In addition to the abovementioned measures, the proposed amendment suggests to broaden the current definition of “Indirect Infringement” so that such definition would include making works available to the public, even without creating an infringing copy. Such Indirect Infringement would include, for example, unauthorized streaming of copyright protected films or television shows. In order to deter such forms of online infringements, which appear to be fairly popular nowadays, the proposed amendment also suggests penalizing the making of works available to the public and the broadcasting of a work, provided that such infringements were done for the purpose of making a profit.
For further information please contact:
This client update is designed to provide general information only, is not a full or complete analysis of the matters presented, and may not be relied upon as legal advice.
In their article published by Chambers Global, Gur Y. Savir and Yoav Meer give an overview of recent developments in the Israeli economy, including major legislative amendments enacted by the government, such as those to the Companies Law and the “Anti-Concentration Law”, as well as other regulatory developments.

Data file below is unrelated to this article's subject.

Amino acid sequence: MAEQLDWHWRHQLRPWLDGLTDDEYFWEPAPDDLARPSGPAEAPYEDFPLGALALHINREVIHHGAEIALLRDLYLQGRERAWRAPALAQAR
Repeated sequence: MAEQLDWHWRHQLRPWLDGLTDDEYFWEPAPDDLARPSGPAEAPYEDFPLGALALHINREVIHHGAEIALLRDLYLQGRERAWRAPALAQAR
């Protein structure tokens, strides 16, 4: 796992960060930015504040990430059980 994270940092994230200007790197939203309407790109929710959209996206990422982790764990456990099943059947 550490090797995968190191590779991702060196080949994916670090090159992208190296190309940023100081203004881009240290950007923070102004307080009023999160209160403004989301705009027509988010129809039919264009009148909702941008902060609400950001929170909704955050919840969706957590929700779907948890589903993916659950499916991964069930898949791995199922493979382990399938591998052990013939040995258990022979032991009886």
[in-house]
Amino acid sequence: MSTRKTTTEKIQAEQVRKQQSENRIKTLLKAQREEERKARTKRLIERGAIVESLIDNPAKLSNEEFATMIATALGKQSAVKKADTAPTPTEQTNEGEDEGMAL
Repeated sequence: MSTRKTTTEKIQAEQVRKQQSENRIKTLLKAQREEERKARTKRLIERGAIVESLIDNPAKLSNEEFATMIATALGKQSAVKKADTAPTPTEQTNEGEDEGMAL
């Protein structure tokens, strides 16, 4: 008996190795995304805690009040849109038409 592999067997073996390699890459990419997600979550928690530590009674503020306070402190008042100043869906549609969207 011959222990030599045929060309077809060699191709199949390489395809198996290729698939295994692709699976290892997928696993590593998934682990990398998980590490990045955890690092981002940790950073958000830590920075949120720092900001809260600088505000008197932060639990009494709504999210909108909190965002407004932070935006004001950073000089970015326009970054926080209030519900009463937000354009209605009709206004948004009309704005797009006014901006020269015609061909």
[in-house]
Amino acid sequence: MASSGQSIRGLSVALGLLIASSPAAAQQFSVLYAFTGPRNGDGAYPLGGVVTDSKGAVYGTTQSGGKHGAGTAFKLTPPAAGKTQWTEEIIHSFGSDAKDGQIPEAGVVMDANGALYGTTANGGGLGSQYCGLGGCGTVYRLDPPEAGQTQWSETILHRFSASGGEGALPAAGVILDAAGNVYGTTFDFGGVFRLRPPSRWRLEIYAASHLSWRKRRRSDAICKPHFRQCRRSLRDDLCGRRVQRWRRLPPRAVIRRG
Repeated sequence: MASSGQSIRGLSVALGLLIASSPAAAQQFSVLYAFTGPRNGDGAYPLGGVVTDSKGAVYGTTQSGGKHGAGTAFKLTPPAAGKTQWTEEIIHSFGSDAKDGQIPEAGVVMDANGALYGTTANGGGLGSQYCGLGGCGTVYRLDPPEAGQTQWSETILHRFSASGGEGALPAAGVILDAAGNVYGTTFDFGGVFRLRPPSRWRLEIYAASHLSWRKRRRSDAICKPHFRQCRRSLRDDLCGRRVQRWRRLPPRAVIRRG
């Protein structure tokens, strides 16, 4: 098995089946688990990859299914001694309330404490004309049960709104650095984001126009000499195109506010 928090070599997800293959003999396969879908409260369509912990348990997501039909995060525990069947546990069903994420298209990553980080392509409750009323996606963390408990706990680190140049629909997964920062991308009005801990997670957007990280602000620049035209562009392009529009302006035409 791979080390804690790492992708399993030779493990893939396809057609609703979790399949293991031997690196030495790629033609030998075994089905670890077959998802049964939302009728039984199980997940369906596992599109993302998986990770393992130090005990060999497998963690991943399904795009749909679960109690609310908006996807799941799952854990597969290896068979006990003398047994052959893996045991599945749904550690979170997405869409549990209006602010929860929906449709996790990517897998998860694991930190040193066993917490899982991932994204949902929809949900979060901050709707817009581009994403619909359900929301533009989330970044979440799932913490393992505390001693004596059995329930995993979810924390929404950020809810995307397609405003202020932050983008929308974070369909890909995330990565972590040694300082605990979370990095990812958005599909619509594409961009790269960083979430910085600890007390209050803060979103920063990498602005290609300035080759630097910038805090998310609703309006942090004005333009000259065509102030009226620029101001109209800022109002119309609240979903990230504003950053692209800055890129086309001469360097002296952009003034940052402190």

Eyal Raz and Yisrael Spero analyze the right of first refusal as used in the corporate realm and interpreted by the Israeli courts, specifically, with regard to the revocability of the right. The authors challenge the Israeli courts' existing legal position, arguing that an offer given within the framework of a right of first refusal does not justify an irrevocable offer mechanism.
The article analyzes the right of first refusal as it used in the corporate realm and as interpreted by the Israeli courts, specifically, with regard to the revocability of the right. Authors Eyal Raz and Yisrael Spero challenge the Israeli courts' existing legal position, arguing that an offer given within the framework of a right of first refusal does not justify an irrevocable offer mechanism, given the right's underlying rationales and its particular attributes.